It's hard to articulate ideas about what you think a new design should look like, or even accomplish. We recently worked with an architect to come up with conceptual drawings for our house, and I looked for (but did not find) some sort of online guide to communicating with architects.
So I gave him a "Dream House Manifesto" -- parts of which I will share with you here just for fun.
First, a definition of terms:
Goals and Considerations -- We have both goals and considerations. Goals are the must-haves, while considerations are the nice-to-haves. We’d love for you to be able to plan out the goals in a way that would make it relatively easy to also achieve many of the considerations.
Sacrifices – What we’re willing to part with in order to attain a higher good.
Open Questions – The stuff we have no idea about.
The important stuff:
Phase 1 -- Primary Goals
1. Add a deck to the main floor.
2. Open up the kitchen.
3. Enlarge the upstairs bathroom.
4. Open up the dining room.
And some less important stuff:
Phase 1 – Considerations
5. Lighting. We hate direct overhead lighting, yet nearly every room is wired in this way. Is there a better way to light these rooms, where we’re not just flipping on the overhead light in order to go around and turn on all the lamps, then turning the overhead light off?
6. Upstairs/downstairs. We would like a fluid, inviting connection between the upstairs and downstairs. Right now, we have a dark, straight staircase practically ushering you out the side door of the house. It is the opposite of inviting.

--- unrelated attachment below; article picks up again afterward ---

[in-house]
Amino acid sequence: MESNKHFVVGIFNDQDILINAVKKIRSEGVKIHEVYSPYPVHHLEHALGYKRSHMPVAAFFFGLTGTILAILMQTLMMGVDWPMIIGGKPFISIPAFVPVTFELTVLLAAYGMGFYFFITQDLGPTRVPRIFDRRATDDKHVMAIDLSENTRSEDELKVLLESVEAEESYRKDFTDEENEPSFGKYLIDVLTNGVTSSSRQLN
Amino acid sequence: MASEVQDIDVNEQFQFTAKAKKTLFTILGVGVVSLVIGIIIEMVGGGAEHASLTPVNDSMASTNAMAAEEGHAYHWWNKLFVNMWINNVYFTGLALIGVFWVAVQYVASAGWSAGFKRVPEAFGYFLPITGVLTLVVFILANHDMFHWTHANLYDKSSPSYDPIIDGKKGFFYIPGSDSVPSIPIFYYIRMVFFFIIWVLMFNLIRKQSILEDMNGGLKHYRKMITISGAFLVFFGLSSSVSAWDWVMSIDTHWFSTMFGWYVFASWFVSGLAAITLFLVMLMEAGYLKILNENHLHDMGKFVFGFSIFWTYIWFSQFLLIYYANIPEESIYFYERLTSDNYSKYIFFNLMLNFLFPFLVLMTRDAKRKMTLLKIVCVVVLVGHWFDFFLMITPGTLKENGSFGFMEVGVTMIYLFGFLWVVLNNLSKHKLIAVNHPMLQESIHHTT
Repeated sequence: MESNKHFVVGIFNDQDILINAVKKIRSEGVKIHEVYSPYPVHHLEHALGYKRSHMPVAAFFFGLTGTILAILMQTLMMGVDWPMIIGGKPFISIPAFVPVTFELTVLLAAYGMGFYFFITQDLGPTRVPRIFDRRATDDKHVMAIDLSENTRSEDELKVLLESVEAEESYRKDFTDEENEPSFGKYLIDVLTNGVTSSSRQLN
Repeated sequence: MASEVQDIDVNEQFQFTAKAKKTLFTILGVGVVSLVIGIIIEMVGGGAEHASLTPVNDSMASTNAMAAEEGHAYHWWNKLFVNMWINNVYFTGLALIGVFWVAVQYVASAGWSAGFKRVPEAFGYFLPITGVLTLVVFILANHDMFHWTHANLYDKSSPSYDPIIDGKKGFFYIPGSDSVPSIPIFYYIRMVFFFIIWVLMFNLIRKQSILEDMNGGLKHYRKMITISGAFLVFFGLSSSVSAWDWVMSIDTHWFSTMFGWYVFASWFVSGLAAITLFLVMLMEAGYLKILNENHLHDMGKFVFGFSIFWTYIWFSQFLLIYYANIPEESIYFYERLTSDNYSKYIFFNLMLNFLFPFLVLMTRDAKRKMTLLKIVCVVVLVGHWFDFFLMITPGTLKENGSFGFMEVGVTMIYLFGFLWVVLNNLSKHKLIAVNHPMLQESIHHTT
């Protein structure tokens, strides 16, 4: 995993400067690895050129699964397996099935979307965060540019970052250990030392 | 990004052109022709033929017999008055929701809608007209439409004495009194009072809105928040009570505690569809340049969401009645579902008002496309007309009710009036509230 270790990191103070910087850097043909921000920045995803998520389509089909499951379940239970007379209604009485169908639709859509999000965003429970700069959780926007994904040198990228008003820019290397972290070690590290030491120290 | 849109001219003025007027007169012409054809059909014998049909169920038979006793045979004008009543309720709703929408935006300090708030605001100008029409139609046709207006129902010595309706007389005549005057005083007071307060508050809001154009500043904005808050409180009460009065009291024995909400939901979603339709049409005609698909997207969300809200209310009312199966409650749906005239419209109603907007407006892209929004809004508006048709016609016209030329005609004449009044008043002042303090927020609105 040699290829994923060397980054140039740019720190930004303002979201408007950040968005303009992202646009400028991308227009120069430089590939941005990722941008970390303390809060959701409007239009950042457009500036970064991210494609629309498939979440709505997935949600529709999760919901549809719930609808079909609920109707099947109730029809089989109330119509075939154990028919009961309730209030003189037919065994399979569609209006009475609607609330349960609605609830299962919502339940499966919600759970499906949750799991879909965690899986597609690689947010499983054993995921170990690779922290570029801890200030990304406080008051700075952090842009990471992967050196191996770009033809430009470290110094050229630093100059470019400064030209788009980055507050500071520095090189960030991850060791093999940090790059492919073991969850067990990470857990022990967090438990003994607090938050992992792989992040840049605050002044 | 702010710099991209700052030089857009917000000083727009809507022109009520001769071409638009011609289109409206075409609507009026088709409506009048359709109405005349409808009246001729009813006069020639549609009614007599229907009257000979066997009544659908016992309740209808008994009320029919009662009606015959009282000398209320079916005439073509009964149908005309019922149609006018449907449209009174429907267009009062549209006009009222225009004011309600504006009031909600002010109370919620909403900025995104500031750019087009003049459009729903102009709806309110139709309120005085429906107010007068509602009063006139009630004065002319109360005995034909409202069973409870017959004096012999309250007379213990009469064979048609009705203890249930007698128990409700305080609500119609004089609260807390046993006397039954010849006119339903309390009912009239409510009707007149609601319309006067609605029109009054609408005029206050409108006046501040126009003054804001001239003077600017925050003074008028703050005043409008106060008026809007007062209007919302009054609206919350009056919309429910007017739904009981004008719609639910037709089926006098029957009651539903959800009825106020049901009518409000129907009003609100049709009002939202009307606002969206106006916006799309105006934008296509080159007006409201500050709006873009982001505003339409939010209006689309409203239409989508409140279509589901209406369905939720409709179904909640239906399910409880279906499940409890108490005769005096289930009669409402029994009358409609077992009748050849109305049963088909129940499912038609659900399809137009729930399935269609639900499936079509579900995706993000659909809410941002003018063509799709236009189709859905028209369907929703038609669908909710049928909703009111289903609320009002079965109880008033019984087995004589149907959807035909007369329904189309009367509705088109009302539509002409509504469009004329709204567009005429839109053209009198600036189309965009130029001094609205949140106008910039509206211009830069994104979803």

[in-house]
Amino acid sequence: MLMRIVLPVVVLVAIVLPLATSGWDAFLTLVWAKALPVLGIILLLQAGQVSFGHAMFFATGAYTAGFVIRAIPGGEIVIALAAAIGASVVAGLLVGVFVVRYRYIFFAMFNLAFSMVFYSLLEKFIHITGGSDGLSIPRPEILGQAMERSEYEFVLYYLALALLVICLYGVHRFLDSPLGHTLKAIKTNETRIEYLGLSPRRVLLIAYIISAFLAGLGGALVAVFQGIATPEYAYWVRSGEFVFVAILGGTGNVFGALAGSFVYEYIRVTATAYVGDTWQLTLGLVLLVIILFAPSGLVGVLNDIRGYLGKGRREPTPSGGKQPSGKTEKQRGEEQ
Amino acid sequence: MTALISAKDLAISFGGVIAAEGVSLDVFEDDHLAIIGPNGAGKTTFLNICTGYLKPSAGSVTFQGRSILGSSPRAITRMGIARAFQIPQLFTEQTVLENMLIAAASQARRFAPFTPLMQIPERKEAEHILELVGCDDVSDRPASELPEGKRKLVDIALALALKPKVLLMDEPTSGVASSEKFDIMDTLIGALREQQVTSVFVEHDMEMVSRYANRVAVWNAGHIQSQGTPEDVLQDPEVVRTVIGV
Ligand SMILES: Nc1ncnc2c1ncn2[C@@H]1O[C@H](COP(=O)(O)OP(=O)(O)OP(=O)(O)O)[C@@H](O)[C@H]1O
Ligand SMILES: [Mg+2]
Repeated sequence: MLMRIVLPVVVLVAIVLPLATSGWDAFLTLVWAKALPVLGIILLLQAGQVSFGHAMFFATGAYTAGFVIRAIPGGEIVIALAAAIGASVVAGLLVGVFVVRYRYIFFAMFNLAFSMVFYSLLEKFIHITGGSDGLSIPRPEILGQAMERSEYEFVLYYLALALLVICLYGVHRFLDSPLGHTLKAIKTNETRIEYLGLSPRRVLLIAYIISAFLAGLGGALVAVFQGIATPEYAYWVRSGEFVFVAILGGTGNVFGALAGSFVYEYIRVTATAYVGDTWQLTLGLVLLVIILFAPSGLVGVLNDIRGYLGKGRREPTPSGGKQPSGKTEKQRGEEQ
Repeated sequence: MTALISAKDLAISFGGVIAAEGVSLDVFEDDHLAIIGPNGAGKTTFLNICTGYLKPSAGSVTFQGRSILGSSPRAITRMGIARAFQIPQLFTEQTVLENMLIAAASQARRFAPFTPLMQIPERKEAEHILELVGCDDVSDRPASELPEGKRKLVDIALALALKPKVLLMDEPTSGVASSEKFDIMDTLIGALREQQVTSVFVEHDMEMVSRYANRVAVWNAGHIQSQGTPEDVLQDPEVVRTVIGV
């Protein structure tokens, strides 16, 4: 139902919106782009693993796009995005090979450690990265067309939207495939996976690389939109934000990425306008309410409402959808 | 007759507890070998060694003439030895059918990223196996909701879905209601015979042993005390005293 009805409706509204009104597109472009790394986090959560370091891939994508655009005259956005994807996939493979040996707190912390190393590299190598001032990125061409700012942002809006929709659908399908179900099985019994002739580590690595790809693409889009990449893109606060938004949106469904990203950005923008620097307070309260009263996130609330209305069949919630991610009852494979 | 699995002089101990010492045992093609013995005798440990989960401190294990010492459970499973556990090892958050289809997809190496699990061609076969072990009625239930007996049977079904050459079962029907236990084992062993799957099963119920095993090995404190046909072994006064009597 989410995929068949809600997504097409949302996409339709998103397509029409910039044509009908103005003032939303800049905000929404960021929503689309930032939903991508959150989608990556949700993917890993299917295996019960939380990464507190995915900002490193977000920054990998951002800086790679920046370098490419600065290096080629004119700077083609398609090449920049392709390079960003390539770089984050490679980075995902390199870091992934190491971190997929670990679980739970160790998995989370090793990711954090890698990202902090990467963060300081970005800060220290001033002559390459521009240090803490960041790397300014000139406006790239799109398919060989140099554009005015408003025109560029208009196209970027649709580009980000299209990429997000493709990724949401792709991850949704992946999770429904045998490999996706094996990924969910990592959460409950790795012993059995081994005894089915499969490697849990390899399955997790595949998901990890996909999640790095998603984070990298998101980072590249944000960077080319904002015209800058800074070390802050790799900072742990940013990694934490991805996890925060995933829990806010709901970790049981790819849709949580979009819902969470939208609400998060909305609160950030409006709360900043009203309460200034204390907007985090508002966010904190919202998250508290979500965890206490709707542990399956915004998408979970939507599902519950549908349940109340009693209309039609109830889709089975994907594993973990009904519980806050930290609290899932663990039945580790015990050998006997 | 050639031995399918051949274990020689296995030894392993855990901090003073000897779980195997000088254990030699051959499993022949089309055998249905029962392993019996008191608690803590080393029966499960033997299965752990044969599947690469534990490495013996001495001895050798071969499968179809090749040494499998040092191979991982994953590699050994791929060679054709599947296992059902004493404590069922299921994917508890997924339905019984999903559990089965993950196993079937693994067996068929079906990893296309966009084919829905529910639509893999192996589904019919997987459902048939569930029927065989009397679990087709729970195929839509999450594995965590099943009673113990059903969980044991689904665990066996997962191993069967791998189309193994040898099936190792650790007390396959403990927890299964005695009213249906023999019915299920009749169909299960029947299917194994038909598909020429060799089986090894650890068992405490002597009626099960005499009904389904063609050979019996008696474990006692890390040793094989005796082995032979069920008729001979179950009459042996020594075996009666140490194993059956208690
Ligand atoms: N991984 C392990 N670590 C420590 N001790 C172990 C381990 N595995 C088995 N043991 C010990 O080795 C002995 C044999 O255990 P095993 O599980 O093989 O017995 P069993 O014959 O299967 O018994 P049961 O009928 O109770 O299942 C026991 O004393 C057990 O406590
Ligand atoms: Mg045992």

7. Private/Public Spaces. We would like to define the private spaces in the house as separate from the public spaces. For instance, we’d love to have a dedicated hallway (which perhaps could be closed off) leading to the master bed and bath. If the “master bath” is the only bathroom upstairs, then perhaps the master bedroom could be set slightly apart from this public bathroom?
10. Pocket doors. For the love of God, can't we just get rid of all the non-functional pocket doors in the house?
14. Basement conversation pit. Dig into the cement floor to build a sunken conversation pit? Groovy!
And the end:
We like weird. When people complain about new, bizarre-looking houses in their neighborhood, we usually love them. If you have bold ideas for the house, we’d love to see them.
I do plan to send Sabey my thoughts about the building that will replace the Stock House, though I don't yet know what I will say. Maybe I'll ask them about sunken conversation pits. Groovy!